Study Blames Economy for Spike in Domestic Violence

By Camaron Abundes   
NewsWest 9

ODESSA- Look no further than local headlines to find the heartache of domestic violence. In 2008, Kelsei Weaver, 22, died at the hands of her husband Jarret Wesley Weaver, who then turned the gun on himself. Kelsei Weaver's family told NewsWest 9 she tried to get out but just couldn't.

"Your home that should be safe and secure is a battle ground," Angel House Director, Renee Morris said about domestic violence.

Morris says domestic violence is a slow process of manipulation, that starts with verbal and emotional abuse and always escalates.

"We are busting at the seems, as soon as someone exits another person calls. We have women calling back two or three times to see if there is room," Morris said.

A recent survey done by the Allstate Foundation found that out of 29 shelters in Texas, 83 percent were seeing an increase in cases and bracing for more in response to the economy.

"When people have frustrations that the economy has brought about or the holiday stress. Those are triggers that add to the excuses that a violent person uses," Morris said.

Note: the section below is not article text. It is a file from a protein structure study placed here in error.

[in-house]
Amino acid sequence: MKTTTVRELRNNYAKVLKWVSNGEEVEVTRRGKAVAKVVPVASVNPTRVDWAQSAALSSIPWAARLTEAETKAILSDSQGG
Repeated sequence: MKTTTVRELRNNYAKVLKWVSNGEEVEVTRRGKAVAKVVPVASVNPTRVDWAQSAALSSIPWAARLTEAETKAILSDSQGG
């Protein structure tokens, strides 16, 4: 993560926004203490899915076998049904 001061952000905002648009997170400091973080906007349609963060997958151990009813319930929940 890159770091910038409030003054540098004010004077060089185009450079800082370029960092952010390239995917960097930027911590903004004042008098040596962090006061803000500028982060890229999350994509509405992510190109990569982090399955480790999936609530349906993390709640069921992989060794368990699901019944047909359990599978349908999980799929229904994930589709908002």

Back in September, Benjamin Franklin, 30 allegedly killed Monica Beasley, 26 over a custody battle. Morris says abuse is always passed down from generation to generation and women must watch for the pattern of abuse.

"When there is a knot in your stomach when they're coming through the door because you're afraid you have done something to provoke them that's a cue you are not in a healthy relationship," she said.

Morris says she hopes all the extra calls mean women are learning what can and does happen if they don't get help.

"It's bitter sweet, but at least that says somebody is becoming aware," she said.

Morris wants to tell women, help is out there.